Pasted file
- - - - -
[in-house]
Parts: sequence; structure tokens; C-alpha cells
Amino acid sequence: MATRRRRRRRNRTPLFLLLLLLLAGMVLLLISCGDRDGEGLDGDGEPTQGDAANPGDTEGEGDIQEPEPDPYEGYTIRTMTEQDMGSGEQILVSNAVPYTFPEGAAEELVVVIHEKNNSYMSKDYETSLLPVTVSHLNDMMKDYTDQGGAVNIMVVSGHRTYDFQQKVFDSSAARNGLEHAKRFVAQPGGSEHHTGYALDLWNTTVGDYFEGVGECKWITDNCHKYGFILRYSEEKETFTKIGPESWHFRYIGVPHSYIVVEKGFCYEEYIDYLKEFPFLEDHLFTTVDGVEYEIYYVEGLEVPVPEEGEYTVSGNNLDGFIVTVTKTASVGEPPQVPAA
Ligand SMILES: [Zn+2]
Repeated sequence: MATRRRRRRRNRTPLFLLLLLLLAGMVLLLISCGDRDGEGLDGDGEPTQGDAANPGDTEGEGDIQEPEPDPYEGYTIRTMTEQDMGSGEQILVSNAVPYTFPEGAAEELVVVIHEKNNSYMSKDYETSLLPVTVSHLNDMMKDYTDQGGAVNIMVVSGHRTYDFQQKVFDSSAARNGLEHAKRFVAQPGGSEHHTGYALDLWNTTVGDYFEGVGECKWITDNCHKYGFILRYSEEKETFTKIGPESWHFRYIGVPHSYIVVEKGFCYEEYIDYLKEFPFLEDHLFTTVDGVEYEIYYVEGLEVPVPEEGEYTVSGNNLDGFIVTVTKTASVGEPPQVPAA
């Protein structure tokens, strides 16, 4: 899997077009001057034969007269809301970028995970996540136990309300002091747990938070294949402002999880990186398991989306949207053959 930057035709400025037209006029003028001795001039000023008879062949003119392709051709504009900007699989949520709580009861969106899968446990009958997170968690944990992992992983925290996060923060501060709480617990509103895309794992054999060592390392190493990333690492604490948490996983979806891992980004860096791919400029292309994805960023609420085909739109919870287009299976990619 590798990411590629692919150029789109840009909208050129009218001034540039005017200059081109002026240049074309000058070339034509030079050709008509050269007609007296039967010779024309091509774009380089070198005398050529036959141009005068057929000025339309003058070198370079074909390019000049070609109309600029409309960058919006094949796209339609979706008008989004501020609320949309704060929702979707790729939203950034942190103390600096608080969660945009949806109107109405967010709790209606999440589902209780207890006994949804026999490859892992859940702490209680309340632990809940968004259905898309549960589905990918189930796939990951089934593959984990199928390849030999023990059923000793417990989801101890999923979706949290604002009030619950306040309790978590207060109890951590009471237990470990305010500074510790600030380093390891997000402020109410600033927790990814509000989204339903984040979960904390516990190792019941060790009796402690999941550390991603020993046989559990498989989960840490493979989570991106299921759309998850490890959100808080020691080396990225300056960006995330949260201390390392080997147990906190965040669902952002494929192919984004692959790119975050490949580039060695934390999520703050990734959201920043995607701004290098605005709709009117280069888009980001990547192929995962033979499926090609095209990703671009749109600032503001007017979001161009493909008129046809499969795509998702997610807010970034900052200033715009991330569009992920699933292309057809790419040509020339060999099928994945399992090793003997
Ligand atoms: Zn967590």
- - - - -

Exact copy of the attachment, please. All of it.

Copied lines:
[in-house]
Parts: sequence; structure tokens; C-alpha cells
Amino acid sequence: MATRRRRRRRNRTPLFLLLLLLLAGMVLLLISCGDRDGEGLDGDGEPTQGDAANPGDTEGEGDIQEPEPDPYEGYTIRTMTEQDMGSGEQILVSNAVPYTFPEGAAEELVVVIHEKNNSYMSKDYETSLLPVTVSHLNDMMKDYTDQGGAVNIMVVSGHRTYDFQQKVFDSSAARNGLEHAKRFVAQPGGSEHHTGYALDLWNTTVGDYFEGVGECKWITDNCHKYGFILRYSEEKETFTKIGPESWHFRYIGVPHSYIVVEKGFCYEEYIDYLKEFPFLEDHLFTTVDGVEYEIYYVEGLEVPVPEEGEYTVSGNNLDGFIVTVTKTASVGEPPQVPAA
Ligand SMILES: [Zn+2]
Repeated sequence: MATRRRRRRRNRTPLFLLLLLLLAGMVLLLISCGDRDGEGLDGDGEPTQGDAANPGDTEGEGDIQEPEPDPYEGYTIRTMTEQDMGSGEQILVSNAVPYTFPEGAAEELVVVIHEKNNSYMSKDYETSLLPVTVSHLNDMMKDYTDQGGAVNIMVVSGHRTYDFQQKVFDSSAARNGLEHAKRFVAQPGGSEHHTGYALDLWNTTVGDYFEGVGECKWITDNCHKYGFILRYSEEKETFTKIGPESWHFRYIGVPHSYIVVEKGFCYEEYIDYLKEFPFLEDHLFTTVDGVEYEIYYVEGLEVPVPEEGEYTVSGNNLDGFIVTVTKTASVGEPPQVPAA
């Protein structure tokens, strides 16, 4: 899997077009001057034969007269809301970028995970996540136990309300002091747990938070294949402002999880990186398991989306949207053959 930057035709400025037209006029003028001795001039000023008879062949003119392709051709504009900007699989949520709580009861969106899968446990009958997170968690944990992992992983925290996060923060501060709480617990509103895309794992054999060592390392190493990333690492604490948490996983979806891992980004860096791919400029292309994805960023609420085909739109919870287009299976990619 590798990411590629692919150029789109840009909208050129009218001034540039005017200059081109002026240049074309000058070339034509030079050709008509050269007609007296039967010779024309091509774009380089070198005398050529036959141009005068057929000025339309003058070198370079074909390019000049070609109309600029409309960058919006094949796209339609979706008008989004501020609320949309704060929702979707790729939203950034942190103390600096608080969660945009949806109107109405967010709790209606999440589902209780207890006994949804026999490859892992859940702490209680309340632990809940968004259905898309549960589905990918189930796939990951089934593959984990199928390849030999023990059923000793417990989801101890999923979706949290604002009030619950306040309790978590207060109890951590009471237990470990305010500074510790600030380093390891997000402020109410600033927790990814509000989204339903984040979960904390516990190792019941060790009796402690999941550390991603020993046989559990498989989960840490493979989570991106299921759309998850490890959100808080020691080396990225300056960006995330949260201390390392080997147990906190965040669902952002494929192919984004692959790119975050490949580039060695934390999520703050990734959201920043995607701004290098605005709709009117280069888009980001990547192929995962033979499926090609095209990703671009749109600032503001007017979001161009493909008129046809499969795509998702997610807010970034900052200033715009991330569009992920699933292309057809790419040509020339060999099928994945399992090793003997
Ligand atoms: Zn967590």